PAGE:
However, if you are unemployed and/or feel you weren’t paid very well in the past, it’s fine to decline to share your salary history. In fact, it’s illegal for employers to ask in some US states.
You can say:
“I signed a confidentiality agreement with my last employer and I believe that the amount they chose to pay me falls within that agreement. I’m not able to share past salaries. However, I’m happy to discuss what this job pays and some of the salary research I’ve done into the overall market.”
One of the best tactics to use in your salary negotiations is asking open-ended questions.
Asking open-ended questions is a friendly, non-threatening way to understand the other person’s point of view in a negotiation.
A negotiation isn’t a battle or argument. It should be viewed as a collaborative discussion where both sides are aiming to get what’s fair/reasonable. This is the best way to approach a negotiation to earn a higher salary and start your new job on great terms.
Here are examples of open-ended questions you can ask:
Questions such as these can help you gather more info, get past negotiation “roadblocks,” and address the hiring manager’s concerns and limitations without seeming confrontational.
If you don’t understand their point of view, you can’t properly address it. That’s some of the best career advice I can give you… both for negotiations and for acing the job interview.
So new job salary negotiation isn’t just about talking; it’s also about listening.
This is one of the most crucial new job salary negotiation tips that I can share. Negotiating salary is not about talking over the other person, trying to persuade or pressure them, or anything like that.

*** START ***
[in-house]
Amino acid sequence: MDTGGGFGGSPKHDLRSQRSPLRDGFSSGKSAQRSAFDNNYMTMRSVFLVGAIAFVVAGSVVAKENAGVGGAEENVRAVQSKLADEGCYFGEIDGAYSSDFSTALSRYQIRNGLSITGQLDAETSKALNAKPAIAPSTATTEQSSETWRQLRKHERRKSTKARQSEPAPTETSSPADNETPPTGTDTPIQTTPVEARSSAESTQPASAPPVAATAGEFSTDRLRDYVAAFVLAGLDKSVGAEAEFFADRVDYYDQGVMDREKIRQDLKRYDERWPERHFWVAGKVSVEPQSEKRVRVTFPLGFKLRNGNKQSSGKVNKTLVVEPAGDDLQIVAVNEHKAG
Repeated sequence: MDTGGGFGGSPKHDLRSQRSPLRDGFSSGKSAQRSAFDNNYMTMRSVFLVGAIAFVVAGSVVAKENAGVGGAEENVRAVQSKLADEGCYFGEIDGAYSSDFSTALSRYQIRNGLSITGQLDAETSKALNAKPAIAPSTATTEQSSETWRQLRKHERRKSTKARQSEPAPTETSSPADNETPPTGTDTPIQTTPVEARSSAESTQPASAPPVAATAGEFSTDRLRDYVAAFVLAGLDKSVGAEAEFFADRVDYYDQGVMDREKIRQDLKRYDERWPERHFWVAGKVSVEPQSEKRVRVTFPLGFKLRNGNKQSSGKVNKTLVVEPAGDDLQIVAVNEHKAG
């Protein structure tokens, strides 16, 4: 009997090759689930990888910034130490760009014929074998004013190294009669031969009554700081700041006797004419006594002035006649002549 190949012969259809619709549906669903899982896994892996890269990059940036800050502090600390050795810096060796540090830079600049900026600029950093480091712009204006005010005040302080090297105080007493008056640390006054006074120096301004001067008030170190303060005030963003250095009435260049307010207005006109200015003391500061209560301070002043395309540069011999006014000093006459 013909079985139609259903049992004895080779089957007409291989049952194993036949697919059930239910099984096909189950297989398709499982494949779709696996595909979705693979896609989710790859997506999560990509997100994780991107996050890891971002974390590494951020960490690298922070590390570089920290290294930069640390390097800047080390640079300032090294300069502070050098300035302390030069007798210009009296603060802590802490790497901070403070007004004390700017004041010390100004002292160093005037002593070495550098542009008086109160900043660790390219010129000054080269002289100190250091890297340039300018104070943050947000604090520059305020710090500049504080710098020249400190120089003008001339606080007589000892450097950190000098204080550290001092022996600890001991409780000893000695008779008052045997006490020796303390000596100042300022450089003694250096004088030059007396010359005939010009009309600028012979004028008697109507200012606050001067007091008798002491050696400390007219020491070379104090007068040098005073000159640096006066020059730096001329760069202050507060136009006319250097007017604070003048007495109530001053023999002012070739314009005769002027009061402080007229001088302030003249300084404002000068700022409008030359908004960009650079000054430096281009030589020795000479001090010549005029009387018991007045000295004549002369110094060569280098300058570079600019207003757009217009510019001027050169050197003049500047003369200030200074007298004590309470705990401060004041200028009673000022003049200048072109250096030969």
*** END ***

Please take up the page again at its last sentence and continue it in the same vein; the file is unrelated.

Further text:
In fact, some of the best negotiators, salespeople, and expert persuaders I’ve met were great listeners first and foremost.
As you prepare to negotiate, commit to listening at least as much as you talk. The tip earlier about asking open-ended questions can help you with that.
The bottom line is: Talking over the other person or trying to “steamroll” them by pushing past their concerns is not going to get you a better salary. You need to truly hear their concerns, try to understand their viewpoint, and have a collaborative discussion.
That all starts with great listening.
As you get peppered with salary questions in the interview, like, “What’s your desired salary?” and, “What are you currently earning?” it can be helpful to turn the question back at them, too.
After answering one of their questions related to salary, consider asking how much they’ve budgeted for the role.
Or if you provide a range you’re targeting, ask, “Does that fit into what you’ve budgeted for the position, and can you tell me more about the compensation package that’s been set for the role?”
The bottom line is: Every company has a general compensation range or “salary band” for various roles and groups. So if they tell you it’s completely open and there’s no structure in place, they’re either misinformed or lying.
If you’re midway through the interview process and salary negotiations seem to get stuck, it’s okay to say, “Would it be alright if we discuss the role and my skills in more depth, and then perhaps we can return to discussing the salary for the position after this?”
There’s no harm in asking, and sometimes exploring the role a bit more will then make the discussion of salary range and job offer a bit easier for both sides.